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Planned for six months, India’s Mars mission Mangalyaan completes five years (Source: The Hindu 24-09-2019)

 

The red planet is seen in an image taken by the Mars Orbiter Mission (MOM) spacecraft.

 

 

                  The Mangalyaan mission, which was initially meant to last six months, completed five years of orbiting Mars on Tuesday and is likely to continue for some more time, ISRO chief K. Sivan said.

 

                    In the past five years, the Mars Orbiter Mission (MOM), India’s first interplanetary endeavour, helped India’s space agency prepare a Martian Atlas based on the images provided by the orbiter, Mr. Sivan said. “It’s working and continuously sending pictures. It still has some time to go.” Asked about Mangalyaan 2, he said work is going on and there is no decision on it yet.

 

                  The Mars orbiter has sent thousands of pictures totalling two terabytes, an Indian Space Research Organisation (IRSO) official explained. Phobos and Deimos, the two moons of Mars, were also imaged from close distances by the Mars Colour Camera (MCC). The MOM is the only Martian artificial satellite that could image the full disc of Mars in one view frame and also image the far side of Deimos, the ISRO said. The data from MOM has helped produced 23 publications in peer-reviewed journals, it added.

 

                  An important conclusion of the mission has been the finding that dust storms on the Martian can rise up to hundreds of kilometres, added Mr. Sivan’s predecessor A.S. Kiran Kumar. The success of Mangalyaan, hailed for being cheaper than the Hollywood movie Gravity and much cheaper than NASA’s Maven Orbiter, comes in the wake of ISRO’s setback in the Chandrayaan 2 mission. The Maven Orbiter was similar to India’s Mars mission. Mangalyaan is India’s first endeavour to cross the earth’s orbit successfully. The launch vehicle, spacecraft and ground segment cost ₹450 crore.

 

Saving fuel

 

                  One life-limiting parameter of a spacecraft, under nominal orbital conditions, is the availability of fuel, necessary to maintain the spacecraft’s orbit and orientation. In the case of the MOM, scientists said there is some reserve propellant. “The orbiter can go on for another year,” Mr. Kumar said. Detailing how the fuel was saved, Mr. Kumar said “non-nominal performance” for various segments were accounted for while planning the mission.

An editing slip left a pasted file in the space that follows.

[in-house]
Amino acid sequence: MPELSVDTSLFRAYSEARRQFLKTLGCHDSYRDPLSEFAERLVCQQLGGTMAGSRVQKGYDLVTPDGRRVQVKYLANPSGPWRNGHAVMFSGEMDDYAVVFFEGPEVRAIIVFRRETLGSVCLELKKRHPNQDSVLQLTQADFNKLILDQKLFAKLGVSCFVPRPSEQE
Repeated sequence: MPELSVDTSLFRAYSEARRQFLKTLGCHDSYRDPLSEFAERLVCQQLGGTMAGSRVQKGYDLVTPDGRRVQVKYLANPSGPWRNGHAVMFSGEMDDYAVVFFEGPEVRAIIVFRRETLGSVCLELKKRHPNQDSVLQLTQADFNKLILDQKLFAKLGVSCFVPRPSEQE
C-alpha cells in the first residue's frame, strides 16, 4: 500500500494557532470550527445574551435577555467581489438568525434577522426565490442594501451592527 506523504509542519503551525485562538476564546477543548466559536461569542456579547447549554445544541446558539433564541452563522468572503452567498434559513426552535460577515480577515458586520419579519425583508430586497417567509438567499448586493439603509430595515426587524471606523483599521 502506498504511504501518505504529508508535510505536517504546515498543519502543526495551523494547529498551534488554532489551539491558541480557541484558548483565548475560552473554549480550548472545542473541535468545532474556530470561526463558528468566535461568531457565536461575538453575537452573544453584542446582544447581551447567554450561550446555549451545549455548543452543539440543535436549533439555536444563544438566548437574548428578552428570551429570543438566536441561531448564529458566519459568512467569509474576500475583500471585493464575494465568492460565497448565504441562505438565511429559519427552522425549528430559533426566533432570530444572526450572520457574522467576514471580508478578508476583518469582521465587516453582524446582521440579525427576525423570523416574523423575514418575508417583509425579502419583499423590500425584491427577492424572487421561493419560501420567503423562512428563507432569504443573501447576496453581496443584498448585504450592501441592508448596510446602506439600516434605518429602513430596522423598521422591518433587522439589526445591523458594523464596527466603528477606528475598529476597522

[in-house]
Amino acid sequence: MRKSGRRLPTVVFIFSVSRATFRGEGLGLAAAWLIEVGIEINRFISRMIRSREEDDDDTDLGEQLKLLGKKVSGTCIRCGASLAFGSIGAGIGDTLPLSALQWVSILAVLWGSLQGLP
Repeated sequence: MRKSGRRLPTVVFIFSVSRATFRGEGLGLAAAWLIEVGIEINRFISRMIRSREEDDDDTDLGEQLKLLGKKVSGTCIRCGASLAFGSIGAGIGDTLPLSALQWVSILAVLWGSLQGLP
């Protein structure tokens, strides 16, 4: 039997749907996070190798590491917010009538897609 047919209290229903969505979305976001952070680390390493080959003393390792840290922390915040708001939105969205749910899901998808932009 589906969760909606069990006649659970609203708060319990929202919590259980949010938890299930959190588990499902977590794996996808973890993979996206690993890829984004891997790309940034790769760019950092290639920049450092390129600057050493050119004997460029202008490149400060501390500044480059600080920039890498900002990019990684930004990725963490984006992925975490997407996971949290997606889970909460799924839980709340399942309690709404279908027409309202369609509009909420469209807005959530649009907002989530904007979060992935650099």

“Depending on that we assign a certain kind of fuel for rectification to overcome those non-nominal purposes,” Mr. Kumar said. Since the launch was perfect, he said, the mission got the full advantage of the “segments of fuel”. “This was the first time we were going beyond the earth’s gravitational field. During that period, you could encounter non-normal situation which could have called for correction and ensuring that certain repeat operations would be required.

 

             “We were able to perform all the steps without any hiccups and we succeeded in reaching Mars orbit without extra fuel consumption. The insertion also went off very well, which helped save fuel,” Mr. Kumar added. There were instances when fuel was consumed for correctional purposes to avoid the orbiter coming into contact with cometary dust. “This also shows good mission management,” said Krishna Murthy Y.V.N., former ISRO scientific secretary. Elaborating, Mr. Murthy said precise location of the satellite by the ground station helped conserve fuel. Plus, effective control management also helped in extending the life of the MOM. Citing another example of an ISRO satellite outliving its life, Mr. Murthy said Cartosat-1, the first Indian remote sensing satellite capable of providing in-orbit stereo images, was planned for three years but kept performing for 10 years. The satellite was launched in 2005.